But today's item is about the benefits of multivitamin and supplement use, not the nonexistent dangers. And it comes to us from the veterinary community. Even pets at an advanced age can benefit greatly from pet supplements.

Take Sierra, for example. Sierra the cat wasn't doing so well. She couldn't jump on the counter. She didn't want to play. She seemed to be in pain. But since she's started taking vitamins, this 13-year-old feline is frisky as ever. She's jumping up on the counter. She's chasing balls of yarn. In short, she's got her old life back. In Sierra's case, the improvement in quality of life was significant after the introduction of a multivitamin supplement.

The pet supplement industry is growing because the results have been good for pets taking supplements. In the case of Sierra, the multivitamins she took included glucosamine and chondroitin, both of which are enormously beneficial for joint ailments. Glucosamine is a key component of joint cartilage, and is commonly used for treatment of osteoarthritis, along with chondroitin. Anyone familiar with dietary supplements knows of these two elements and is aware that they're often combined. What you may not know is that there's been a fair degree of controversy over their actual effectiveness in the treatment of humans with joint pain - in spite of the many cases of positive results in several clinical trials.

That stink you smell is Big Pharma.

Is it any wonder that there are doubts about the effectiveness of glucosamine and chondroitin? After all - these are natural elements that needn't be formulated or created by labs - the source is the exoskeletons of crustaceans, arthropods, and fungi. And as many bows as Big Pharma likes to take, there's no way they can be credited for the existence of lobsters or mushrooms (though it wouldn't surprise me if the buggers tried!). And according to vets, these supplements are working like gangbusters for older cats and dogs that have the same kinds of degenerative joint issues that humans have.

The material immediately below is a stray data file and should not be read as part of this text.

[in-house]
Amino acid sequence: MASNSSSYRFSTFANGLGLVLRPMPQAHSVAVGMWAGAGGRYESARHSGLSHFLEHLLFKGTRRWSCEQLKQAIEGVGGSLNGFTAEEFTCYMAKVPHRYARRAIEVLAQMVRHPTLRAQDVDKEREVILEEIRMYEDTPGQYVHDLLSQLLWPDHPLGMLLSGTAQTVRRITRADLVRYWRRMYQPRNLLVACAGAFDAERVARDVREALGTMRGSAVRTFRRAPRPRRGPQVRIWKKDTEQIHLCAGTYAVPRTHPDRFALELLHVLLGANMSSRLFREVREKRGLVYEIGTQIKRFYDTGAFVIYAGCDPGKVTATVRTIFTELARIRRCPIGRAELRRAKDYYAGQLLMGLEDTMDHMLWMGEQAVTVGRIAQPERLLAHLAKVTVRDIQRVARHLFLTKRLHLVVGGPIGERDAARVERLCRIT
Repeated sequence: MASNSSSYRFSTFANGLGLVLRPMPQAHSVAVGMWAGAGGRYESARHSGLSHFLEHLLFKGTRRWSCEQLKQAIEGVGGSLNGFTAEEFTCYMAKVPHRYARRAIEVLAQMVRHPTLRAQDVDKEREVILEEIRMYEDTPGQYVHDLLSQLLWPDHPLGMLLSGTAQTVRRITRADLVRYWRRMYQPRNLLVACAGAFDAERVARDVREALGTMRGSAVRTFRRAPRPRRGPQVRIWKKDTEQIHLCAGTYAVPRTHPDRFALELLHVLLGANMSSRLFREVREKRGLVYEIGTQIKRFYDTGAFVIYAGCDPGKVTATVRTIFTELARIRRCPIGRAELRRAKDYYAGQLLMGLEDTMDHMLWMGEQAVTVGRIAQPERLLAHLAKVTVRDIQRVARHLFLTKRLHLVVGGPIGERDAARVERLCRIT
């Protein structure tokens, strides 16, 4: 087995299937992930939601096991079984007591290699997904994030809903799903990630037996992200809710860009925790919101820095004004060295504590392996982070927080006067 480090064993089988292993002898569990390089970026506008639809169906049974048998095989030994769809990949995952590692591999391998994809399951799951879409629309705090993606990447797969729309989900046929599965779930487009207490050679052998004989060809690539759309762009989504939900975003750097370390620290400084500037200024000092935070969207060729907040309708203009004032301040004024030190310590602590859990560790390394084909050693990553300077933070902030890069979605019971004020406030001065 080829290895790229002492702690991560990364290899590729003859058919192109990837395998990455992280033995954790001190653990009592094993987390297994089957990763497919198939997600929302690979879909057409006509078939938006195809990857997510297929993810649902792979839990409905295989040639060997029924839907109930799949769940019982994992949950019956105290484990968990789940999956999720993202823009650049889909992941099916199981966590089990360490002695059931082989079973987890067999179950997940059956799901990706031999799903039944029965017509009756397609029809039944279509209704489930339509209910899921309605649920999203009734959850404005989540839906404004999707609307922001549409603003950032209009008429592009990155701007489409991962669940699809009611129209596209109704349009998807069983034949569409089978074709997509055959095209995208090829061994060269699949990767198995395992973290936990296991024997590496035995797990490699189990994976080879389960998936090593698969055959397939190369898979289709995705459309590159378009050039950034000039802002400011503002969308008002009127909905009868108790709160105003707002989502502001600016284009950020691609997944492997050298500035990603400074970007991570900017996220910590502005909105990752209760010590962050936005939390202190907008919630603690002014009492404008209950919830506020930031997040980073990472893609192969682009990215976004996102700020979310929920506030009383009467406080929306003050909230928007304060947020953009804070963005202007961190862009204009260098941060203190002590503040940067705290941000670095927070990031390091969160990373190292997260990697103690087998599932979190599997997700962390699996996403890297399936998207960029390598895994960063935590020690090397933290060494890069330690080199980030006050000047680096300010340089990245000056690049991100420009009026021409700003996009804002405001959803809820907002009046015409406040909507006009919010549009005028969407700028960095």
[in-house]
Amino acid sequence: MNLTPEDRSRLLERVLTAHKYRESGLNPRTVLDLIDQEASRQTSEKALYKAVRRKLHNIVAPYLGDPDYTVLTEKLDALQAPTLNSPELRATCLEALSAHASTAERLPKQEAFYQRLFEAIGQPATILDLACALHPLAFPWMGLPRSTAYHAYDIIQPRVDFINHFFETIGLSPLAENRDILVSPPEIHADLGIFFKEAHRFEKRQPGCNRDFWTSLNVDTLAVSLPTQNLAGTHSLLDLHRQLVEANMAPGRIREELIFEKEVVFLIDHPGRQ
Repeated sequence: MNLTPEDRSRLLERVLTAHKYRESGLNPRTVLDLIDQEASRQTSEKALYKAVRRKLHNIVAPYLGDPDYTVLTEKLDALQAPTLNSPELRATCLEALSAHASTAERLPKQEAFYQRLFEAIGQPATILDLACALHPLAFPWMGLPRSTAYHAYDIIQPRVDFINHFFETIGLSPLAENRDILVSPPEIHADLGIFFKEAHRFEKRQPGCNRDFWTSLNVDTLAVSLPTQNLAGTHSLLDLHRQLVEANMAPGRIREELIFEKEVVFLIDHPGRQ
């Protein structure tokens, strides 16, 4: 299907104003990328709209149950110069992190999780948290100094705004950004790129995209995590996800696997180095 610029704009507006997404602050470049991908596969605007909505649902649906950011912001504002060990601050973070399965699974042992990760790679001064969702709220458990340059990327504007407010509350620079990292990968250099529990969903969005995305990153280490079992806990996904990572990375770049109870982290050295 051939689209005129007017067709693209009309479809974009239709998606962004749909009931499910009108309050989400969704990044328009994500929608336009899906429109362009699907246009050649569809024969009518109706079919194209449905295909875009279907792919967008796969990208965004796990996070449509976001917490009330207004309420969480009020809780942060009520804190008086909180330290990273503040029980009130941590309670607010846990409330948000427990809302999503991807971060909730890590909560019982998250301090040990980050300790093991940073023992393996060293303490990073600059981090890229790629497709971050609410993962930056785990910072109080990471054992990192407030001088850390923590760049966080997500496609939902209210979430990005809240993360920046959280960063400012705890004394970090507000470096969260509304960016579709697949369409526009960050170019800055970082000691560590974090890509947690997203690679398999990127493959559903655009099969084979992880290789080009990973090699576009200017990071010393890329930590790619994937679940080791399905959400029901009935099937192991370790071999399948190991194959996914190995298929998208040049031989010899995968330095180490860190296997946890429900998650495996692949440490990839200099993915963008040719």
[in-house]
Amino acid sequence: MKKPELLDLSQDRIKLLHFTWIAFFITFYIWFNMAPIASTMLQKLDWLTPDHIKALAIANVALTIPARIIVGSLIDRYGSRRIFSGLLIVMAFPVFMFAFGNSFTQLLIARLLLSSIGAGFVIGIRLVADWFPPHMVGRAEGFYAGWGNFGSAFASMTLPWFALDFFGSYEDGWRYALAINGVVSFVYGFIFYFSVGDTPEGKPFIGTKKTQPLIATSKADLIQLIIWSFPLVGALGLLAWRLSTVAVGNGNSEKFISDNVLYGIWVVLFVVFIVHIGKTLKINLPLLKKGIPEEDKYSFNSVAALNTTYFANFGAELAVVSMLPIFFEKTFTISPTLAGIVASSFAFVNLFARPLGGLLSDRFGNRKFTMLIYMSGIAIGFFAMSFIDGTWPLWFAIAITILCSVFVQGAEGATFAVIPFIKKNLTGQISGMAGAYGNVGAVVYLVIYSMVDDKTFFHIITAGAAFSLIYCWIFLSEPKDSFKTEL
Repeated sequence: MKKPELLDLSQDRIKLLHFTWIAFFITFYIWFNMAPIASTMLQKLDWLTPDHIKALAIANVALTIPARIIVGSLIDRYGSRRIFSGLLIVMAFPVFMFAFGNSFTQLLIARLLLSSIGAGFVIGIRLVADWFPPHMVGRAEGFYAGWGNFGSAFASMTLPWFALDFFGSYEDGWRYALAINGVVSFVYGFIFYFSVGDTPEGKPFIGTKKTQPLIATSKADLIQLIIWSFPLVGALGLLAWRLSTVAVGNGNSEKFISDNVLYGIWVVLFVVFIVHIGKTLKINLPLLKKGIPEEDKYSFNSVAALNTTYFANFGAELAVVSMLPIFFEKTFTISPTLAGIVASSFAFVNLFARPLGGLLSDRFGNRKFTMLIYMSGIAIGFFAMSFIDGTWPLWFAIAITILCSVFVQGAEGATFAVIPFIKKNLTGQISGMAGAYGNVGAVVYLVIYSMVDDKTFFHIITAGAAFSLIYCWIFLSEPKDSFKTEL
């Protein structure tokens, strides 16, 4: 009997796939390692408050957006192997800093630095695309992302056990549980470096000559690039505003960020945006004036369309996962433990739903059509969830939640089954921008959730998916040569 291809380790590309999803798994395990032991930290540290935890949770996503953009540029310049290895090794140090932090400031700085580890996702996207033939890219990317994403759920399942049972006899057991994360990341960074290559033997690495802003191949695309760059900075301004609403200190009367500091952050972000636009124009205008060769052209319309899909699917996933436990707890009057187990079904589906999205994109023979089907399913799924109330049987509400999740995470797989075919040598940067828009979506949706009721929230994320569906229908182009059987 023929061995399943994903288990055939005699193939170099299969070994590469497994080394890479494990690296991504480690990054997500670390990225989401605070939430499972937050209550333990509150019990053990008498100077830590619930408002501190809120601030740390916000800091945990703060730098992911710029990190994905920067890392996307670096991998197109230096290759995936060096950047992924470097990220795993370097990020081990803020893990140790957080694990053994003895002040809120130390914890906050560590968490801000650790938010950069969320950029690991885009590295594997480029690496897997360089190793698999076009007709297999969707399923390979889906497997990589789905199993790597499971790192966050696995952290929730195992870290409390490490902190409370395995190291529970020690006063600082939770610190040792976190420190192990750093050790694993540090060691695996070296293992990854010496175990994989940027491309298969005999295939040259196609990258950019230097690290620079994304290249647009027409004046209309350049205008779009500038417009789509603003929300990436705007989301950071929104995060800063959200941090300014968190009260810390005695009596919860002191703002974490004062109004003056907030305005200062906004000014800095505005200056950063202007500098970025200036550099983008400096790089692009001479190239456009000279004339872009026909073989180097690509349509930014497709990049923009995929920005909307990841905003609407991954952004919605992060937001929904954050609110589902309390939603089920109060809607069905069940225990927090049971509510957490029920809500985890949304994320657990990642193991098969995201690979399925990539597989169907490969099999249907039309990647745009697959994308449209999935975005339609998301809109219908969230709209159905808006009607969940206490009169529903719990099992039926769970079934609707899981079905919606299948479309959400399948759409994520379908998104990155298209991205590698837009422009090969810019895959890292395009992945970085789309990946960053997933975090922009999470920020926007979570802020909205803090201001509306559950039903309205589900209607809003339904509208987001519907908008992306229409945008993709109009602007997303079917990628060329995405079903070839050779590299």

The vet community was wary of multivitamins and supplements at first. Their benefits weren't generally taught in veterinary schools, and there weren't many on the market. But it's hard to argue with results. (And even the smartest pooch hasn't figured out the placebo effect.) Veterinarian Dr. Tim Montague was one of those unconvinced about the benefits of pet supplements. Then he tried them on his Golden Retriever Ayla, who was suffering from an arthritic shoulder.

"She could barely make it up the stairs, but with within a week after the supplement, she was running and catching Frisbees in the yard. That sold me," Montague said.

Now don't go slipping your dog or cat one of your own supplements with their breakfast, since the effect of many human supplements are untested on pets and the dosages can be very different. In fact, vets claim that many of the supplements actually made for pets are of dubious quality, and of a lower standard than the quality of supplements for people. Knowing what I know about the so-called "quality" of human supplements, that's a frightening thought.